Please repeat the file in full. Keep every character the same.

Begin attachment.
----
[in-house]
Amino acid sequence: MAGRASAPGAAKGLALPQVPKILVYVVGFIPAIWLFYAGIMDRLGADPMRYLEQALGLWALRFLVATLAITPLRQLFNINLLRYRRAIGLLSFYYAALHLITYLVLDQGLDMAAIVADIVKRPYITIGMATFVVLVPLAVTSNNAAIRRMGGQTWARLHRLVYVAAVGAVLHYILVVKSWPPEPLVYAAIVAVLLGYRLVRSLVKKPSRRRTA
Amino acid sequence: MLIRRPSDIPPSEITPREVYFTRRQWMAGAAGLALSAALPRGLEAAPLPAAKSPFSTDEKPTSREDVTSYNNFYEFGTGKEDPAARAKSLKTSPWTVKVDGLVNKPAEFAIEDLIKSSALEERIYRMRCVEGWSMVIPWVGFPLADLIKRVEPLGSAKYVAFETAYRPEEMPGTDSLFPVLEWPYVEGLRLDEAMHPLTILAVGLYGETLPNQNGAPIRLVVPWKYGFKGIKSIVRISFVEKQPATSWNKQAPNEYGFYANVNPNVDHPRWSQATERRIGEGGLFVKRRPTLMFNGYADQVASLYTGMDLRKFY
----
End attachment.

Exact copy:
[in-house]
Amino acid sequence: MAGRASAPGAAKGLALPQVPKILVYVVGFIPAIWLFYAGIMDRLGADPMRYLEQALGLWALRFLVATLAITPLRQLFNINLLRYRRAIGLLSFYYAALHLITYLVLDQGLDMAAIVADIVKRPYITIGMATFVVLVPLAVTSNNAAIRRMGGQTWARLHRLVYVAAVGAVLHYILVVKSWPPEPLVYAAIVAVLLGYRLVRSLVKKPSRRRTA
Amino acid sequence: MLIRRPSDIPPSEITPREVYFTRRQWMAGAAGLALSAALPRGLEAAPLPAAKSPFSTDEKPTSREDVTSYNNFYEFGTGKEDPAARAKSLKTSPWTVKVDGLVNKPAEFAIEDLIKSSALEERIYRMRCVEGWSMVIPWVGFPLADLIKRVEPLGSAKYVAFETAYRPEEMPGTDSLFPVLEWPYVEGLRLDEAMHPLTILAVGLYGETLPNQNGAPIRLVVPWKYGFKGIKSIVRISFVEKQPATSWNKQAPNEYGFYANVNPNVDHPRWSQATERRIGEGGLFVKRRPTLMFNGYADQVASLYTGMDLRKFY